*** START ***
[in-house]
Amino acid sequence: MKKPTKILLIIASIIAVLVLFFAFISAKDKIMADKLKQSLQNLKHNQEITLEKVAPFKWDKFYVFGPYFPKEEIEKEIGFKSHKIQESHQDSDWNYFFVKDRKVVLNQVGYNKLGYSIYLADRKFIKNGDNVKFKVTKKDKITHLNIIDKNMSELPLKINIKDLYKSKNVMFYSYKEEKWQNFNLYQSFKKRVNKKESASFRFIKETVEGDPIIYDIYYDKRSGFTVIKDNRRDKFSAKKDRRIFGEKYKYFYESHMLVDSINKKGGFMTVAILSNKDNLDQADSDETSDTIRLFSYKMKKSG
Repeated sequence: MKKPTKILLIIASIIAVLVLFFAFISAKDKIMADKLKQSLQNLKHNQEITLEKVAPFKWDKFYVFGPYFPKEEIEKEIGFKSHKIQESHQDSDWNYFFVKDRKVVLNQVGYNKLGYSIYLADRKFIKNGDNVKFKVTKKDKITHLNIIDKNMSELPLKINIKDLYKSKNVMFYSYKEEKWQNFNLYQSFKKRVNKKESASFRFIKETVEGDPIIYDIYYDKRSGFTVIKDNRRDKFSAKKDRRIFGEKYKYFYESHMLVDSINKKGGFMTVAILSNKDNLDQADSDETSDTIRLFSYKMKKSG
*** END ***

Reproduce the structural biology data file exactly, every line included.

[in-house]
Amino acid sequence: MKKPTKILLIIASIIAVLVLFFAFISAKDKIMADKLKQSLQNLKHNQEITLEKVAPFKWDKFYVFGPYFPKEEIEKEIGFKSHKIQESHQDSDWNYFFVKDRKVVLNQVGYNKLGYSIYLADRKFIKNGDNVKFKVTKKDKITHLNIIDKNMSELPLKINIKDLYKSKNVMFYSYKEEKWQNFNLYQSFKKRVNKKESASFRFIKETVEGDPIIYDIYYDKRSGFTVIKDNRRDKFSAKKDRRIFGEKYKYFYESHMLVDSINKKGGFMTVAILSNKDNLDQADSDETSDTIRLFSYKMKKSG
Repeated sequence: MKKPTKILLIIASIIAVLVLFFAFISAKDKIMADKLKQSLQNLKHNQEITLEKVAPFKWDKFYVFGPYFPKEEIEKEIGFKSHKIQESHQDSDWNYFFVKDRKVVLNQVGYNKLGYSIYLADRKFIKNGDNVKFKVTKKDKITHLNIIDKNMSELPLKINIKDLYKSKNVMFYSYKEEKWQNFNLYQSFKKRVNKKESASFRFIKETVEGDPIIYDIYYDKRSGFTVIKDNRRDKFSAKKDRRIFGEKYKYFYESHMLVDSINKKGGFMTVAILSNKDNLDQADSDETSDTIRLFSYKMKKSG